No longer can one technology be considered just by its self.

      Peter Rosenholm
      Jeff's Gravatar Jeff
      March 4, 2011 at 6:13 pm | Permalink
      jameskdom's Gravatar jameskdom
      March 9, 2011 at 3:33 am | Permalink

      Neuroscientists are already able to read some basic thoughts, like whether an individual test subject is looking at a picture of a cat or an image with a specific left or right orientation. They can even read pictures that you’re simply imagining in your mind’s eye. Even leaders in the field are shocked by how far we’ve come in our ability to peer into people’s minds. Will brain scans of the future be able to tell if a person is lying or telling the truth? Suggest whether a consumer wants to buy a car? Reveal our secret likes and dislikes, or our hidden prejudices? While we aren’t there yet, these possibilities have dramatic social, legal and ethical implications…
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#1094 Bioethics Commission off camera observations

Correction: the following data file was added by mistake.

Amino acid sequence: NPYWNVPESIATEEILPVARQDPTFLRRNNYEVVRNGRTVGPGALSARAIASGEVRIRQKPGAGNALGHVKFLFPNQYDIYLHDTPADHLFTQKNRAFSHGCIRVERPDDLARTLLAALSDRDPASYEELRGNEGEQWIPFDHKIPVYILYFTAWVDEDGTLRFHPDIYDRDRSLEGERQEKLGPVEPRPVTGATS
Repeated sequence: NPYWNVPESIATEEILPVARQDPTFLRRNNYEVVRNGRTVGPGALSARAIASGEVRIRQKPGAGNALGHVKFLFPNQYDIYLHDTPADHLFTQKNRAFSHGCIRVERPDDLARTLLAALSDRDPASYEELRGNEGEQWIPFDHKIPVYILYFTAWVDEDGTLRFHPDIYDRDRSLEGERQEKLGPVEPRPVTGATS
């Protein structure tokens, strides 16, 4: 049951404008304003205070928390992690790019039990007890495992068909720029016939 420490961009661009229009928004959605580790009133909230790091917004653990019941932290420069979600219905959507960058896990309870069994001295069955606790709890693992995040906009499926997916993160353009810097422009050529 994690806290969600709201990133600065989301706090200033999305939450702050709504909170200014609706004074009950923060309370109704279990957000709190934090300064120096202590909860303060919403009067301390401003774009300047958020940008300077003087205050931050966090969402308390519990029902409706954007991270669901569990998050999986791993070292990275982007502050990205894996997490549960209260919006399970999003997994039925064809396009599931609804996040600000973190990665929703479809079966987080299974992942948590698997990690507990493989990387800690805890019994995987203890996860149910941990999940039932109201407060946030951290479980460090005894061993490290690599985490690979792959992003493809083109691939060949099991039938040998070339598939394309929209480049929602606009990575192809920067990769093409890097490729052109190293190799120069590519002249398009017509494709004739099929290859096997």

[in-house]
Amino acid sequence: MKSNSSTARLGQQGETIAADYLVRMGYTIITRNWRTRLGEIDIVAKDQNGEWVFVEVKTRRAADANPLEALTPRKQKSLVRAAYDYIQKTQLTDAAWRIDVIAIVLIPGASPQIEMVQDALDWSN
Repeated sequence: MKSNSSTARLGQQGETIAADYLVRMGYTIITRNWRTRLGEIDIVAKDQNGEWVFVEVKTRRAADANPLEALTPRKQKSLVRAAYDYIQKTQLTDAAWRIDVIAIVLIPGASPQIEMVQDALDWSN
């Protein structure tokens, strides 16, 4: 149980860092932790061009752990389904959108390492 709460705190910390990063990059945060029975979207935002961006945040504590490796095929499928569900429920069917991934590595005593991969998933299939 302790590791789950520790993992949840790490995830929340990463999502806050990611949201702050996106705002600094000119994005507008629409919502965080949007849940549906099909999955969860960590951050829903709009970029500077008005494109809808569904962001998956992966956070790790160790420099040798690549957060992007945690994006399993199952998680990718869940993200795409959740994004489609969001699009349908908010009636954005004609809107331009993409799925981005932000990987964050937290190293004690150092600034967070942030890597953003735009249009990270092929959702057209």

If you watch the Bio ethics commission you will see these people talk all about this subject at length and yet dance around many subjects or details. Dr. Amy Gutmann started the Commission saying that clearly the Guatemalan tests were wrong and there will be no debating that non-consensual human experimentation, "is wrong". Everyone of the sitting commettee members agreed.  Still Dr. Farah a speaker denied subvocal speech recognition is mind reading when asked by the Chair Dr. amy Gutmann. They broke after this exchange between DR. Farah and the Dr. Amy Gutmann. I then walked up to them as Dr. Gutmann walked away say, "We will discuss this later". I don't think she was happy with Dr. Farah twisting the truth. I then spoke to Dr. Farah who denied knowing about millimeter wave surveillance and V2K. I explained how they are used as a remote lie detector, but she claimed to know nothing about it.
    You will then see Dr. Farah push for brain imaging or FMRI to be used as a lie detector in her closing remarks. Dr. Gutmann then points out that brain imaging for lie detection is only 90% accurate. She states that that would mean 10% of the innocent people would be found guilty who were innocent and 10% of the criminals would walk away.